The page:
Still, you don't exactly want to be in a hole too quickly early in the season; Chicago didn't want to come home from Buffalo 0-3. In addition, Patrick Kane was playing his first game in his hometown of Buffalo since last season; he certainly wanted to get a win in front of his family and friends. Corey Crawford was due to get his first season start (no relation to Turco being 0-2, according to pre-game interviews). Sharp was back and ready to go.

The game didn't start well - the Sabres lighting the lamp just 14 seconds into the game, with a second goal at the 2:43 mark. Then Patrick Kane returned the favor at 7:44, making his first goal of the 2010-11 scored in his hometown. As a kid, Kane dreamed of growing up to play for the Sabres, but has been doing pretty well for himself in Chicago.

Unfortunately, Niklas Hjalmarsson ended up boarding Buffalo's Jason Pominville just after the 14 minute mark, collecting a 5-minute boarding penalty and a game misconduct. Pominville suffered a concussion as well as a cut on the face; he was removed from the ice on a stretcher, and is expected to be out of play for at least a couple games, snapping a 335-consecutively-played games streak, Buffalo's record.

It seemed like the game could only go downhill from here: one of the Blackhawks' top 4 D-men already out with a sprained knee, another one now ejected from the game and likely to miss a few if suspended - leaving the Keith/Seabrook pairing, rookie Nick Leddy, and third-liners Nick Boynton and John Scott to hold down the fort for the rest of the game.

It's moments like this that can turn a team. Chicago has clearly been working hard to find chemistry among its defensive line changes this summer. Keith/Seabrook is a given; Campbell and Hjalmarsson were another carryover pairing from last season. Nick Leddy, along with Shawn Lalonde (currently assigned to the IceHogs), spent a lot of time at training camp paired with Duncan Keith and Brent Seabrook. Leddy and Lalonde played well together earlier in the summer at prospects camp; it's not unrealisitic to foresee Lalonde eventually making the leap to the Blackhawks and being paired with Leddy. (The biggest thing holding Lalonde back right now is probably more salary-cap related than anything.)

John Scott and Jordan Hendry have not been head-turners on the ice; in fact, Hendry was been virtually unnoticeable. (He's been a healthy scratch the past two games.) Nick Boynton, a late-season acquisition this spring from the Ducks, provided enough grit to make it into a few of the Final round games for the Stanley Cup; he re-signed over the summer, but so far, his primary early-season mark has been a throat-slashing gesture in a game that led to a one-game suspension.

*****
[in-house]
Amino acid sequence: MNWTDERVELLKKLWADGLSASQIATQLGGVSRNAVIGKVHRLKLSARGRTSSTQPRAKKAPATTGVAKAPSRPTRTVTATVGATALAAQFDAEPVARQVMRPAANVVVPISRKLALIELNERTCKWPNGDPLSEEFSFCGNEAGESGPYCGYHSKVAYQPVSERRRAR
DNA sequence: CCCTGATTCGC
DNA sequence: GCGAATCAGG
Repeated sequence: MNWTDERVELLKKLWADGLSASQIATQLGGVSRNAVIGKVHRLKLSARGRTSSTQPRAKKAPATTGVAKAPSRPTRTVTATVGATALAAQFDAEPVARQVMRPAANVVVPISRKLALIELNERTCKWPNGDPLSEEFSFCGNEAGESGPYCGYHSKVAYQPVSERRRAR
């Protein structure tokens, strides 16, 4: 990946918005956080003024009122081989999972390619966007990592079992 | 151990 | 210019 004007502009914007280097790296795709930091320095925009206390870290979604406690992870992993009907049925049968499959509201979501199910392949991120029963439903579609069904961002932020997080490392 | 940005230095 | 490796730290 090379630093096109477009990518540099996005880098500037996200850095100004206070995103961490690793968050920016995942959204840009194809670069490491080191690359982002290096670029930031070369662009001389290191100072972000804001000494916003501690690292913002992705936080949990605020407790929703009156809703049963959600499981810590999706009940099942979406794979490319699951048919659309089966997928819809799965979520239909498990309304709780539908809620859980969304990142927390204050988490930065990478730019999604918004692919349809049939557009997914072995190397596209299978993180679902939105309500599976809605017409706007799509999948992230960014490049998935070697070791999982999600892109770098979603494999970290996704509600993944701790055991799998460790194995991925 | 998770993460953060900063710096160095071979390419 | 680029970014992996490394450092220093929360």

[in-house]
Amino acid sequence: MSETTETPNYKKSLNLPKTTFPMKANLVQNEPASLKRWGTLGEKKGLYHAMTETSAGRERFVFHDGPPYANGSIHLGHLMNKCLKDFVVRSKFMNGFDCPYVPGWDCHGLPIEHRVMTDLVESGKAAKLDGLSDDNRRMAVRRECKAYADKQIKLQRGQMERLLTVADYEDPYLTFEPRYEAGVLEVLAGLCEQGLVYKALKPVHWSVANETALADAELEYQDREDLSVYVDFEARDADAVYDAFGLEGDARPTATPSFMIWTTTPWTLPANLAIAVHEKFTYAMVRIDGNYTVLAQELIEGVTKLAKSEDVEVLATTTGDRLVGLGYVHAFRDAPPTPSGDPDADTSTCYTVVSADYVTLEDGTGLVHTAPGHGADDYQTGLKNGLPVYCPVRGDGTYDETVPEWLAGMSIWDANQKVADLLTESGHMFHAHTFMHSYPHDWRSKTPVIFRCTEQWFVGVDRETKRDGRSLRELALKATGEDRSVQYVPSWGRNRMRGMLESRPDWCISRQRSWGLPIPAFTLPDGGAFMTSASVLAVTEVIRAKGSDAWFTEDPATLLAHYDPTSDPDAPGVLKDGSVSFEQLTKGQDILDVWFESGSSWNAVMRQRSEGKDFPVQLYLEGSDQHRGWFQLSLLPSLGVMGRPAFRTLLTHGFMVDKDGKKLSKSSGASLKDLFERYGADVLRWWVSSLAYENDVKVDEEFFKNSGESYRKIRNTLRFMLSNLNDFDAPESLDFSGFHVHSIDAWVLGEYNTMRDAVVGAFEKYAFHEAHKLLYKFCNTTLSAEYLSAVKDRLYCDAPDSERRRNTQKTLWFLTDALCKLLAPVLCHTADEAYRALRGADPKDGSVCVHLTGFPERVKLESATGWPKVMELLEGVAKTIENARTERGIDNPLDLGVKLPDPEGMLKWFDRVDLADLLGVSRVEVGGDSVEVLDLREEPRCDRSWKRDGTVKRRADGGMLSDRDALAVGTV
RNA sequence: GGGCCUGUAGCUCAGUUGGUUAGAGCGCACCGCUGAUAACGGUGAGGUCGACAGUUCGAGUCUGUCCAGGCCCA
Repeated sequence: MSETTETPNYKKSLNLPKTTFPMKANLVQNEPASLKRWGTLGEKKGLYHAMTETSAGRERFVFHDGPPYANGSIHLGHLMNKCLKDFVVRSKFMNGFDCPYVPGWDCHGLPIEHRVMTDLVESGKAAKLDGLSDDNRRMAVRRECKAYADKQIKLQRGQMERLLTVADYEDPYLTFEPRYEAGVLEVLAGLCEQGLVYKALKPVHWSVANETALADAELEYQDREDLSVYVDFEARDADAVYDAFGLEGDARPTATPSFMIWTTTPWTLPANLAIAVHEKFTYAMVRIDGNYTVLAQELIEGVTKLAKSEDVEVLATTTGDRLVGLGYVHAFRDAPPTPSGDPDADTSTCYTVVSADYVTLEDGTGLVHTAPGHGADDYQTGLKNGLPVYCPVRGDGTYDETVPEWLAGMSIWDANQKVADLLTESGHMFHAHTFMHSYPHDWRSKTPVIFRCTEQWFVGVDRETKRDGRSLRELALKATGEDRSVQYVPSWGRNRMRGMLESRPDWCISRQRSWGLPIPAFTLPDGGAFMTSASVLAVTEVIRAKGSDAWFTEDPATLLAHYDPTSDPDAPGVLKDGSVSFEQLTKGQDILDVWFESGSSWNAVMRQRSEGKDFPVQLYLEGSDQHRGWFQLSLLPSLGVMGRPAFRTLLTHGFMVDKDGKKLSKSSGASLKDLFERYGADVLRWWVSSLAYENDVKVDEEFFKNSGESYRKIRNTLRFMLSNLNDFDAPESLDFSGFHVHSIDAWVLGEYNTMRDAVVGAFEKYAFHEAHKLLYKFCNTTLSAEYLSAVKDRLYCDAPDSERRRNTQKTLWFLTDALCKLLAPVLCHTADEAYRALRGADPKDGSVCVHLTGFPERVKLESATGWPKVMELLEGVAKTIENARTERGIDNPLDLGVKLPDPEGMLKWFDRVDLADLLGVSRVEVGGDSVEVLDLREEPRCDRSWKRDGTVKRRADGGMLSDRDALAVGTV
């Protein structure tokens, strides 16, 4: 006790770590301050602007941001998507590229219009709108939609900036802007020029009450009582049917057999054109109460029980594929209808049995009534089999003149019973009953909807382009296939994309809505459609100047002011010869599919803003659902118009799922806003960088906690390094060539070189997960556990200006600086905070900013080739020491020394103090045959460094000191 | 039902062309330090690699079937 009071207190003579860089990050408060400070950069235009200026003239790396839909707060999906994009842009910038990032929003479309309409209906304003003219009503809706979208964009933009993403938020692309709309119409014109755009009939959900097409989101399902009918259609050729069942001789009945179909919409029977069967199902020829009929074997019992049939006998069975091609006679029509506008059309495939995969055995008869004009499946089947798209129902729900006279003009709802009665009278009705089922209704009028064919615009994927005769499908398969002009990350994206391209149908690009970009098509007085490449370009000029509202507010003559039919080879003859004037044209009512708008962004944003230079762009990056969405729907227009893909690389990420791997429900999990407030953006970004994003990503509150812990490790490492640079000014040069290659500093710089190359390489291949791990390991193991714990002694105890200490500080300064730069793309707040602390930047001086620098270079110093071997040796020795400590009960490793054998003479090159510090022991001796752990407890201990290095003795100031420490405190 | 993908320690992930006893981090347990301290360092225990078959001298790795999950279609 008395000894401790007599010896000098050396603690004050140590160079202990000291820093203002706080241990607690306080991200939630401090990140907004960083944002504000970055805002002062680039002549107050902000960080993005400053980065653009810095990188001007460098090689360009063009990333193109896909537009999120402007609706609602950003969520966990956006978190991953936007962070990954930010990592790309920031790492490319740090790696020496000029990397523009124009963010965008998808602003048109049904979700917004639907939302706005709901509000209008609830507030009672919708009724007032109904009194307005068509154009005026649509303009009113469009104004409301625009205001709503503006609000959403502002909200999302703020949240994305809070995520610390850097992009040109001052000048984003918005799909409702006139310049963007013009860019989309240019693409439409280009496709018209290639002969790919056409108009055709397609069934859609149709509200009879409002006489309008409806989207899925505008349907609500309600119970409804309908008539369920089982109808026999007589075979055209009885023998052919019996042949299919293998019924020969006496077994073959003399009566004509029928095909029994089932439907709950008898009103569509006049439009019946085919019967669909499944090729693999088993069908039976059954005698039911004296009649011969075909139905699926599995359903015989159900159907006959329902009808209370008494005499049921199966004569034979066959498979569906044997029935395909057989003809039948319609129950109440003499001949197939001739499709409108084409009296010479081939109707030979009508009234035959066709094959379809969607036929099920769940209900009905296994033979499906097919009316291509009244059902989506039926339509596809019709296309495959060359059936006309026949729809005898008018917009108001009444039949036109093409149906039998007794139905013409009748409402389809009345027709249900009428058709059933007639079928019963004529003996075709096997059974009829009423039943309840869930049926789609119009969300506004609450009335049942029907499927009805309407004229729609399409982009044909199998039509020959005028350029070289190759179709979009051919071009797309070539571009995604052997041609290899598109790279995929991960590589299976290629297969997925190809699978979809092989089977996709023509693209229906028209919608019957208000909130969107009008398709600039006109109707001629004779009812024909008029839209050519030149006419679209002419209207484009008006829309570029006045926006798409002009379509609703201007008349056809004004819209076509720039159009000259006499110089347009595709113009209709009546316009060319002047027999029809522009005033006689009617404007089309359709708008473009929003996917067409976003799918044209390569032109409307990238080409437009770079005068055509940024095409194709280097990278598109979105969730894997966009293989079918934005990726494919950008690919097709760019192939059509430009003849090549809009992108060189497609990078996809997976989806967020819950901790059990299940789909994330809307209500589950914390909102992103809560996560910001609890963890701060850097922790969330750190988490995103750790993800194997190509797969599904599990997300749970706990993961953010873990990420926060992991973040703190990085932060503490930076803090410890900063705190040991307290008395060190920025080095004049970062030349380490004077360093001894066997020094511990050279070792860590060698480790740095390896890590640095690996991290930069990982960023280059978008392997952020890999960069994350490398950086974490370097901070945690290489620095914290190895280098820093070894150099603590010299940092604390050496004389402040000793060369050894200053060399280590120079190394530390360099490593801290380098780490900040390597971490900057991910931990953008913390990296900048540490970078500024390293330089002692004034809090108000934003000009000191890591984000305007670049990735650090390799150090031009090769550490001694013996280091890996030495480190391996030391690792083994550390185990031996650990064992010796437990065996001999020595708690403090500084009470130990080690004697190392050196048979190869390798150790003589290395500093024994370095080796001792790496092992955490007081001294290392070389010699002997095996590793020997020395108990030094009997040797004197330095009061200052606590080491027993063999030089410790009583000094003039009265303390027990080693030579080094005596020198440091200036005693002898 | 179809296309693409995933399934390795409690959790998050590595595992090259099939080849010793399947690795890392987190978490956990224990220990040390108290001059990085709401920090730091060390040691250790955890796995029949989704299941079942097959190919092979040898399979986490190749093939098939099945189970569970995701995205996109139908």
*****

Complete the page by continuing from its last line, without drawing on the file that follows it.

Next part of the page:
With just five D-men on the ice, Keith put in 31:42; Seabrook 28:30; Nick Leddy just 13:17; Nick Boynton 23:06; and John Scott 16:51. They started out by killing Hjalmarsson's 5-minute penalty; then came out in the second period with new purpose.

Nick Leddy made his first goal in the NHL at the 4:08 mark. Jake Dowell managed to get in the sin bin for a 5-minute fighting major a minute later, but something just clicked in the second period, and Chicago held off the Sabres the rest of the period, and after the PK, Marian Hossa scored, drawing ahead 3-2 to head into the third.

Hossa scored again in the beginning of the third, putting Chicago up 4-2. It's not like somebody flipped a switch, but game circumstances came together to just make things start to work. Not necessarily perfect, but good; solid. They held off Buffalo with Crawford making a few gorgeous saves, and despite the night looking like a bit of mess early in the game, still managed to win 4-3, and holding the Sabres to 35 SOG. Defense better start clicking soon - last year, the entire season averaged just 25 SOGs per game for the other teams; this year, the average already stands at 34.

Something clicked tonight out on the ice. Most likely it was Coach Quenneville chewing them out in the locker room after the first period, but whatever happened, stuff began to work on the ice.

Leddy is young as far as defensemen, sure - but he is showing a great aptitude for learning at the NHL level. Boynton is stepping up, needing to prove he can continue to provide not just the muscle Chicago needs, but the skills. To emphasize just how good he finished out the game, Boynton got the third star of the game. In post-game interviews, Boynton said he thought he hadn't been a star of the game since he was playing in London during the lockout year.

Jordan Hendry and John Scott still both need to figure out what they're doing on the ice. Whichever one figures it out first is the one more likely to stick around for the whole season.

Things will shape up. The team turned over almost half their roster this summer; growing pains are inevitable. Tonight's game offered new hope to Blackhawks fans that yes, the Blackhawks are still a solid contender with plenty of fuel in the tank for the long season ahead.